Full effect has therefore to be given in all Courts to these contracts as to all other contracts. It seems not out of place to make this obvious reflection, for a perusal of some of the cases in the matrimonial Courts seems to suggest that at times they are still looked at askance, and enforced grudgingly. But there is no caste in contracts. Agreements for separation are formed, construed and dissolved and to be enforced on precisely the same principles as any respectable commercial agreement, of whose nature indeed they sometimes partake. As in other contracts stipulations will not be enforced which are illegal either as being opposed to positive law or public policy. But this is a common attribute of all contracts, though we may recpgnize that the subject-matter of separation agreements may bring them more than others into relation with questions of public policy.
In my opinion, that passage correctly states the law, and there having been no attempt in this case to get the deed of separation set aside, I can only act upon it. As long as the deed stands, it seems to me apparent that it is impossible to maintain that the husband has deserted his wife without reasonable cause. That being so, the petition must be dismissed.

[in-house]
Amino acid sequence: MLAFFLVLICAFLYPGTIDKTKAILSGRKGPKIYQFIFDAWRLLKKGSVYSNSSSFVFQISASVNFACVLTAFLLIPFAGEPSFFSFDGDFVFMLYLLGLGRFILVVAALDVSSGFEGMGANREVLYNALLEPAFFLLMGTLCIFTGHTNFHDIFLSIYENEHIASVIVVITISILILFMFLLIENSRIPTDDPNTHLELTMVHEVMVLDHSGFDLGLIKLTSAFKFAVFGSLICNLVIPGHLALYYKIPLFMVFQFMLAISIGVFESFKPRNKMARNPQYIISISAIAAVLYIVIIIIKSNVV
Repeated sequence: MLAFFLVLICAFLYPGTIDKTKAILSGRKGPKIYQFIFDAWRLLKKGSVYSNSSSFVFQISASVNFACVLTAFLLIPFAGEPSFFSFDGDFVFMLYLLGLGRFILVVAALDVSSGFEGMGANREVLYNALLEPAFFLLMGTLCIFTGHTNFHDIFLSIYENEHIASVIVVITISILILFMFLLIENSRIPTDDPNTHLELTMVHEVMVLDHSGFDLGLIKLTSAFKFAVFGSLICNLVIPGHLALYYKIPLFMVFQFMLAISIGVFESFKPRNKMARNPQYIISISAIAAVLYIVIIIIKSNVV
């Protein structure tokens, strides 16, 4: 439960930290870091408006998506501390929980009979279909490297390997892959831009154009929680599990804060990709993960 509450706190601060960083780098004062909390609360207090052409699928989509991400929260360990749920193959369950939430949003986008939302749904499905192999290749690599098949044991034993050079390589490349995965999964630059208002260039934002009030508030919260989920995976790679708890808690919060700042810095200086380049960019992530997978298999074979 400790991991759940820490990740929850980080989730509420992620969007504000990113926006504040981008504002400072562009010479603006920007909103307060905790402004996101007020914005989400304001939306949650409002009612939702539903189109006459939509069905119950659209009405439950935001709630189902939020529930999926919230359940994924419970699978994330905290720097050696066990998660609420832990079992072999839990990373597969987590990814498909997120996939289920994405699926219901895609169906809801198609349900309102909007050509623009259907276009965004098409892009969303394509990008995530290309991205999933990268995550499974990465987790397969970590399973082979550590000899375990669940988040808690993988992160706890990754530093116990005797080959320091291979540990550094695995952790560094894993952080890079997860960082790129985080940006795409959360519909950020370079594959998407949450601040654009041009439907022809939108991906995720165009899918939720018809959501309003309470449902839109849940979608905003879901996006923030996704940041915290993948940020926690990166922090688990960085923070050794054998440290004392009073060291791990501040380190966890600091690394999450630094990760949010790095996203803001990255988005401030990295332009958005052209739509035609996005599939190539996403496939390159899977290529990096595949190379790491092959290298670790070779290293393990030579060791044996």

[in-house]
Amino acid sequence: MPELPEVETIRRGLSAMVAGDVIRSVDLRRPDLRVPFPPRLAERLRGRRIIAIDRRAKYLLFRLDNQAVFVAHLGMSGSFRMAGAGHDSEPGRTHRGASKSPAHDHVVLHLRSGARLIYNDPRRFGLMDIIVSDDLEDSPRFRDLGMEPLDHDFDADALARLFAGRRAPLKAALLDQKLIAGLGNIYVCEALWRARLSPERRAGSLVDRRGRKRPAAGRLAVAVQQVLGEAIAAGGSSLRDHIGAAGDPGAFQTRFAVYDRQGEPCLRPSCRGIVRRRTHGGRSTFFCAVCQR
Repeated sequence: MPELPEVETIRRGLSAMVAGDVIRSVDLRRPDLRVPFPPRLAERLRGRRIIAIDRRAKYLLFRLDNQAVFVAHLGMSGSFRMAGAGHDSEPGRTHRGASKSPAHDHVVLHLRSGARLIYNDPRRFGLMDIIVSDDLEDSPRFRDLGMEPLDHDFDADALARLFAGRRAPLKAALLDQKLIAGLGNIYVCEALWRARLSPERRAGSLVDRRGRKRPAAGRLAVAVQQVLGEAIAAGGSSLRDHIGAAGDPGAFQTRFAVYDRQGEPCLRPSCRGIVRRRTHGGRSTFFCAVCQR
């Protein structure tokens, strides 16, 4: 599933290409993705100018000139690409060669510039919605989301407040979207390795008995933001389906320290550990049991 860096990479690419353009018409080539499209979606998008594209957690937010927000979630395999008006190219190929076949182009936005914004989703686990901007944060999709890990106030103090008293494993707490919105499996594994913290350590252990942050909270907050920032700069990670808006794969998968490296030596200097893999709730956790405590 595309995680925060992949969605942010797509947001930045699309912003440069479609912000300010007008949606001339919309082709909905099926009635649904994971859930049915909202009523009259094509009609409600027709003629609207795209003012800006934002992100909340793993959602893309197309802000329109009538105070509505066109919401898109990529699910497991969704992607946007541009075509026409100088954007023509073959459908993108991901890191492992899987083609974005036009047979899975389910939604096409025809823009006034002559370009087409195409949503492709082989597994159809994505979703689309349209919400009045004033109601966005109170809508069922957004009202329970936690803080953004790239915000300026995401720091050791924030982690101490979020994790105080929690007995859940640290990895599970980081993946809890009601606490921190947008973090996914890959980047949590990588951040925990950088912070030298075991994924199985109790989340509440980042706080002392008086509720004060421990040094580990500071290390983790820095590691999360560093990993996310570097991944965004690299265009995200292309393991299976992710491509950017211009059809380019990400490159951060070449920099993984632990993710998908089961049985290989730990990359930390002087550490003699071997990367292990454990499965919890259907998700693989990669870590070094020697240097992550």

5. I have felt some difficulty with regard to the proper order to make in this case as to costs. The wife's petition has failed, but the general rule in matrimonial suits is that the wife is entitled to receive her costs from the husband, whether she is successful or not, and whether she is petitioner or respondent. That rule was introduced into England at a time when on marriage the whole of the wife's property vested in her husband, and, therefore, unless he was bound to pay the wife's costs, a husband could never be charged with matrimonial offences, and a wife could never defend herself against unjust charges. Although there may not be the same cogent reason for the rule now, it has not been altered, and still applies with its original force in a case like the present, where the wife has no separate property. But the rule is always qualified in this sense that the solicitor of the wife must have an honest belief in his case. I do not mean to say that he must be satisfied that his case is going to succeed, but he must consider that his client has a case which ought properly to be put before the Court. To apply the rule without any qualification would be to encourage unscrupulous attorneys to file suits in the matrimonial Court, which had no real justification, and were merely a means of making costs. But although the rule is qualified in that way, it is very important that attorneys, who are asked to take up a case on behalf of a wife who has no money, should feel that they can safely do so as long as they act properly. Now, in this case there is no suggestion that the petition was filed with a view to making costs; I have no doubt that the real object of the petition was to secure maintenance for the wife, who is no doubt badly in need of it. But I feel grave doubt whether the wife's attorney really supposed that there was the slightest chance of obtaining a decree for judicial separation; and if I thought that the claim was preferred in this Court merely to bring pressure to bear on the husband taking advantage of the rule which allows the wife her costs in any event, I should decline to give her any costs. But Mr. Forbes, counsel for the petitioner, says that the form of the proceedings was based on his advice. His view was that the only possible way of getting maintenance was to apply to the matrimonial Court for judicial separation, and he assures me that he thought that there was a chance of getting) a decree for judicial separation. I think the petitioner's attorney was entitled to rely on counsel's advice, and in so doing must be taken to have acted bona fide in filing the petition. I propose, therefore, to make the usual order that the husband pay the wife's costs.